I also tried to think about what would motivate me to keep going if/when things got tough out there. I know to date I can just plough through 100 milers with bog all training through sheer luck and will power (and just pay for it in suffering afterwards or during the last 25 miles), but I was a bit nervous about going over 100 miler.. at T184 I’d DNF’d at mile 100.. what if 100 was my limit? It was all a bit unknown territory so thought I’d try to have something up my mental arsenal sleeve rather than doing the normal ‘install idiot chip on race morning and get going’ 😉

  • I wanted matching bling to Stu’s – he’d been flashing his 2014 medal at me since we got together in February.. like a carrot.. I wanted it -it was big, heavy, and detailed and just a really special looking bit of bling
  • It was the ultimate classic iconic ultra marathon race of the UK. Dick Kearne is the grandfather of ultra running in UK. The history of the race itself – not that I’d had time to give it the studying it merited unfortunately – was enough to make me want to finish this and all this represented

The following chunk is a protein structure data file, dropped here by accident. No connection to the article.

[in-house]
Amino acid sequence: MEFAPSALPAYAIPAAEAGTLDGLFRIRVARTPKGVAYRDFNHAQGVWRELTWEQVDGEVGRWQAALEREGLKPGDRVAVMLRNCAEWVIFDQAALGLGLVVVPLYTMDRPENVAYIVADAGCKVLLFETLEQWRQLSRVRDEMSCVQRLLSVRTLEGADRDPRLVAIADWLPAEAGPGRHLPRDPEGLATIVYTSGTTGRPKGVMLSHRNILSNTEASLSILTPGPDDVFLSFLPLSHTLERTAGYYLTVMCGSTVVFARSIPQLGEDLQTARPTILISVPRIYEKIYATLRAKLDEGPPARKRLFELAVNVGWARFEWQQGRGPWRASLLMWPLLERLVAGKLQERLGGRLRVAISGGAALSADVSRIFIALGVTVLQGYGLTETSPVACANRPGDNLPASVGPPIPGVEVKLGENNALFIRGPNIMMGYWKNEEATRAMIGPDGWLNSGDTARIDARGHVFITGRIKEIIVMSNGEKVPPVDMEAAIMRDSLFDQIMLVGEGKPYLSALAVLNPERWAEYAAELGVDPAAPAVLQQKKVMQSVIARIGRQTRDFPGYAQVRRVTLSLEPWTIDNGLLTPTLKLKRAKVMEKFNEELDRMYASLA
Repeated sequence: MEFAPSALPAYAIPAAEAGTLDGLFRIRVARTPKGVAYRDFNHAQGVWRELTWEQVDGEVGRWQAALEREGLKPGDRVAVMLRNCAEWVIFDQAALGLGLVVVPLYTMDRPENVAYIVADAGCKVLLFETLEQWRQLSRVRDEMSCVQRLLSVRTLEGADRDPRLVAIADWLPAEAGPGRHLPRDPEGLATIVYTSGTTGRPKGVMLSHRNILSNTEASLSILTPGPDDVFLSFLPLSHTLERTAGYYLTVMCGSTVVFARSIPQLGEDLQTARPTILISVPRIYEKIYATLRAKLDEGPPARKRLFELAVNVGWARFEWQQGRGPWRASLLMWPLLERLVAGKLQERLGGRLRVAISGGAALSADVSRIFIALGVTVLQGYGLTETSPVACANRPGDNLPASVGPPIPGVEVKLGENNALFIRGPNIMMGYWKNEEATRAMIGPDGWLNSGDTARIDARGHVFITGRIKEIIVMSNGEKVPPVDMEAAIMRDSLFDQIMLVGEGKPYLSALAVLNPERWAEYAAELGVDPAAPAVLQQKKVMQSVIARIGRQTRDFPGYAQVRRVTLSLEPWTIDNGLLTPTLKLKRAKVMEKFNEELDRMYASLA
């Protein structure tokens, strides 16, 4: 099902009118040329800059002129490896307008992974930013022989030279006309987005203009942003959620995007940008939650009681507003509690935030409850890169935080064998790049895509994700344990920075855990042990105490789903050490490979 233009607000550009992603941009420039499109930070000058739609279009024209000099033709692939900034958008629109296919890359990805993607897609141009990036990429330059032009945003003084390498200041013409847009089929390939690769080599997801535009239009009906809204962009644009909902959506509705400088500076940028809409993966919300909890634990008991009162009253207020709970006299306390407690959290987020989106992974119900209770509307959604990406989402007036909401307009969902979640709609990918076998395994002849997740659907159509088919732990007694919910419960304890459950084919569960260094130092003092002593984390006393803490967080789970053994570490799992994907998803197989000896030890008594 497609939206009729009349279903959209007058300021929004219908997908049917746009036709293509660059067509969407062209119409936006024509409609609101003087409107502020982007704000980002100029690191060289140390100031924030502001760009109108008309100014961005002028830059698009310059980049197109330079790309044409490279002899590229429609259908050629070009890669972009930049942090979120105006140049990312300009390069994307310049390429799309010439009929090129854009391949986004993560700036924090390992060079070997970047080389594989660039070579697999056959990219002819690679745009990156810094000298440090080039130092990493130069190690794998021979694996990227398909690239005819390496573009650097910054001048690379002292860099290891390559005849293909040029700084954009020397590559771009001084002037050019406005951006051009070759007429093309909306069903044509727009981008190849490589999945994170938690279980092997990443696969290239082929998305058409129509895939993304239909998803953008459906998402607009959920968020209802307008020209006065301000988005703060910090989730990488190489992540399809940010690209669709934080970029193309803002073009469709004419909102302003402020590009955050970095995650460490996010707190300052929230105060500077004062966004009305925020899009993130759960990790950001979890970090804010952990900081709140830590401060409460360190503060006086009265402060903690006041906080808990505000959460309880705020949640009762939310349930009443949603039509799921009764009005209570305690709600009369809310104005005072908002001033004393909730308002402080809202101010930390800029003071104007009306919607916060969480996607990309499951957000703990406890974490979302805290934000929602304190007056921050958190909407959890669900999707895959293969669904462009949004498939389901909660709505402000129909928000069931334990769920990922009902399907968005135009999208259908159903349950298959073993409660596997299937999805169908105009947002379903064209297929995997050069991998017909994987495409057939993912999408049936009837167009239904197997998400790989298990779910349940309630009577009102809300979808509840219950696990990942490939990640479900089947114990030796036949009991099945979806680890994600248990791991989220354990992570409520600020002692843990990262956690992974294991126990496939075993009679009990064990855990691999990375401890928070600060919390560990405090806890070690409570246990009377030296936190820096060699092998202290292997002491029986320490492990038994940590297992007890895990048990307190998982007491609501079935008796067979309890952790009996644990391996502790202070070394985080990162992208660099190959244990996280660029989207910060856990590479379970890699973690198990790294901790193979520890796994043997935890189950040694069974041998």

• I wanted to make Stu proud of me. Or rather I didn’t want him to be coming all the way to Wolverton to buddy me through the night – giving up valuable night’s sleep at a critical time for him – just for me to bail before end.
  • I didn’t want to believe that 100 mile was my limit.. the ghost of T184 DNF was playing on my mind a little bit.
  • There was generous cut off times and the maps were really detailed, in theory if I just kept going despite any pain, I shouldn’t get too lost and should have time to finish and even if I did a really slow time, the ‘time on feet’ would be great training for the Hill ultra looming in the calendar for December.

Race itself